Assuming current trends continue (and there’s no reason to believe they won’t- given the lack of interest in mitigation by Doug Ducey & Don Herrington), Arizona will have the highest per-capita COVID death rate in the entire U.S. by mid-February.  A dubious distinction indeed, and one that is mainly attributable to the decisions made by Doug Ducey, ADHS Interim Director Don Herrington, and former ADHS Director Cara Christ.

Summary of this week’s report by Dr. Joe Gerald:

Arizona is experiencing historic levels of community transmission attributable to the dominant Omicron variant. Test positivity is insanely high reminding us that test capacity, accessibility, and/or uptake is wholly inadequate. Transmission (cases) has likely peaked as you read this but expect high levels of hospital through February. The greatest burden on our health care system will remain in hospital wards and emergency departments.

As of January 16th, new cases were being diagnosed at a rate of 1896 cases per 100K residents per week. We can expect rates to peak ~2000 cases per 100K residents/week, somewhat lower than some other states perhaps due to less testing availability. Ideally, a peak would be indicated by declining case counts and test positivity. Hopefully, next week’s update will bring confirmation of both.

Even if Arizona is moving down the backside of the wave, it is still important that all adults who previously completed the 2-dose primary sequence to obtain a booster, particularly those 50+ years of age. The risk of Omicron infection will remain extremely high for many weeks. Remember, the CDC defines high community transmission as levels >100 cases per 100K residents per week. We’re a far cry from that!

COVID-19 hospital occupancy (wards) continues to increase but should moderate soon. Hospitals will continue to be burdened by >30% occupancy in general wards and in the ICU for several weeks yet. Access to care continues to be restricted by both COVID-19 occupancy and staff shortages owing to infections among healthcare workers.

Weekly COVID-19 deaths likely peaked at 530 deaths the week ending December 12th. However, weekly totals in the upper-300s, lower-400s are likely for several more weeks. So far, at least 25,502 Arizonans have lost their lives to COVID-19.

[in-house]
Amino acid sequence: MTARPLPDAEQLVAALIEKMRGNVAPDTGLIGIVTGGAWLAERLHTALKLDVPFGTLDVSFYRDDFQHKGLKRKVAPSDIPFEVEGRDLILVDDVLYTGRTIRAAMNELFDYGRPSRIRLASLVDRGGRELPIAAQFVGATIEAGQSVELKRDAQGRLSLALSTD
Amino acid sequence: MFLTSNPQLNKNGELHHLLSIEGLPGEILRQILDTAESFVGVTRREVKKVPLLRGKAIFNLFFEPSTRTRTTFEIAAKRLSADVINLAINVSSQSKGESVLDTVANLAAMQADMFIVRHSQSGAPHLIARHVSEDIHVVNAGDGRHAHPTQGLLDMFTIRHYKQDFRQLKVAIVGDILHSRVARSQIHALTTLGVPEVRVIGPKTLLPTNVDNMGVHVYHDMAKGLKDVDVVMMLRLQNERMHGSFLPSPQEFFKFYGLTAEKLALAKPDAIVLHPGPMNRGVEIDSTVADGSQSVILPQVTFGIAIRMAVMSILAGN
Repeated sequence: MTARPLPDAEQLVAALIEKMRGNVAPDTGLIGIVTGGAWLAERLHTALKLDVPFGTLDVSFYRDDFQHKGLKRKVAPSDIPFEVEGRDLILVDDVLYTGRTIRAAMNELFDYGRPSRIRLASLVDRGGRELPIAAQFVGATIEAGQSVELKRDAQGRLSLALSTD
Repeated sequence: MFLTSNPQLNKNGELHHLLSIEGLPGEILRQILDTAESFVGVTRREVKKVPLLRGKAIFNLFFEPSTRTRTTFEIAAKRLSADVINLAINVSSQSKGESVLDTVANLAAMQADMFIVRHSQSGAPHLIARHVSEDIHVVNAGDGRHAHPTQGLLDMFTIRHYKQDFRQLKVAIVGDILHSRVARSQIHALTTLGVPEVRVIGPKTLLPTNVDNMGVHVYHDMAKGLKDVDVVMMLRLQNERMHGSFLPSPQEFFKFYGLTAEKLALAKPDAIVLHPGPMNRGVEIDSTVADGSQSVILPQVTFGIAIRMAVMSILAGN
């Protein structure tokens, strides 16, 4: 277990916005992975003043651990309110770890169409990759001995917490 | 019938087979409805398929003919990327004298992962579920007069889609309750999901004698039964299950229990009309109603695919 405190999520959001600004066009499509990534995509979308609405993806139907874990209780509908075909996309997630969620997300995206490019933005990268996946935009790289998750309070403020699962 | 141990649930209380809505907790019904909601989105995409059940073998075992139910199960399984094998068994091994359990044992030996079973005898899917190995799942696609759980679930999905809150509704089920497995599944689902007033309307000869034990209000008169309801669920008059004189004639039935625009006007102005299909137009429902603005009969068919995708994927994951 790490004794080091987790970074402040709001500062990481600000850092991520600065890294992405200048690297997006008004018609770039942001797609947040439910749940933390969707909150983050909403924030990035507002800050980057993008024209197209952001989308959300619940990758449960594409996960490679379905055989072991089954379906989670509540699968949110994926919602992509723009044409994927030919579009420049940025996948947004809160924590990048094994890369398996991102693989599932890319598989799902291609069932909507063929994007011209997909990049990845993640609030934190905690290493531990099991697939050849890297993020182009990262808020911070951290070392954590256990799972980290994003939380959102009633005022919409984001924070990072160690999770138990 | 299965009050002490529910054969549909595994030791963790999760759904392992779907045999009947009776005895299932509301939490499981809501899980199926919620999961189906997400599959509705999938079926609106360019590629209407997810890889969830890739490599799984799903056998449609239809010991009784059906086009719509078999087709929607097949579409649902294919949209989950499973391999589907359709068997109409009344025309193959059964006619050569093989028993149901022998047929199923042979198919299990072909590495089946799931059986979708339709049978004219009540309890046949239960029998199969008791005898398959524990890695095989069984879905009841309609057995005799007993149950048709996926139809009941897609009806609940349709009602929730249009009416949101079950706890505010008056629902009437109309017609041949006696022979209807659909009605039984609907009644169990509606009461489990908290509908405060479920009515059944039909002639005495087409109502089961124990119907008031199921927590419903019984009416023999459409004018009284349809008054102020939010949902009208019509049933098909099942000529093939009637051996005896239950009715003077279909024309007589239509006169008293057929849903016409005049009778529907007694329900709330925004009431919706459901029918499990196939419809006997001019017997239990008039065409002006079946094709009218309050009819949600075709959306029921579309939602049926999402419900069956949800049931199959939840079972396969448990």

Federal No Surprises Act Protects Arizonans From Surprise Medical Bills

The No Surprises Act (backed by Sen. Mark Kelly) went into effect a couple of weeks ago. It was passed in Dec. 2020 as part of a larger COVID relief bill called the Consolidated Appropriations Act of 2021. It protects patients when they receive emergency care or scheduled treatment from doctors and hospitals that aren’t in their insurance networks and that they did not choose. From now on, Arizonans are only responsible for their in-network cost-sharing in these situations.

A pre-existing Arizona law from 2019 (Senate Bill 1441) only created an out-of-network claim dispute resolution process covering cost sharing of at least $1,000.

CMS recently released several new resources to assist with the implementation of the No Surprises Act. The documents include a series of frequently asked questions related to the federal independent dispute resolution process and notice of consent requirements and frequently asked questions related to the uninsured and self-pay good faith estimates.

Maricopa County Department of Public Health Issuing $12M in Health Disparity Grants

 Here’s Where to Learn More

The Maricopa County Department of Public Health is offering up to $12 million in health disparities grant funding to agencies, municipalities, and other organizations among 5 regions in Maricopa County.

The funding will be used to help develop and work through strategies and interventions that consider systemic barriers and potentially discriminatory practices. COVID-19 and the ripple effects of economic and school closures, job loss, isolation, etc. has meant that many families and individuals did not see healthcare providers for regular checkups, increasing the likelihood of undiagnosed or unmanaged chronic illnesses, oral health, mental health, etc. 

Funding must support Policy, System and Environmental changes that can impact the disparity gap for vulnerable and marginalized populations. Funds are not intended for direct services or direct financial distribution to the public. Funding will be awarded via 5 opportunities for the following regions: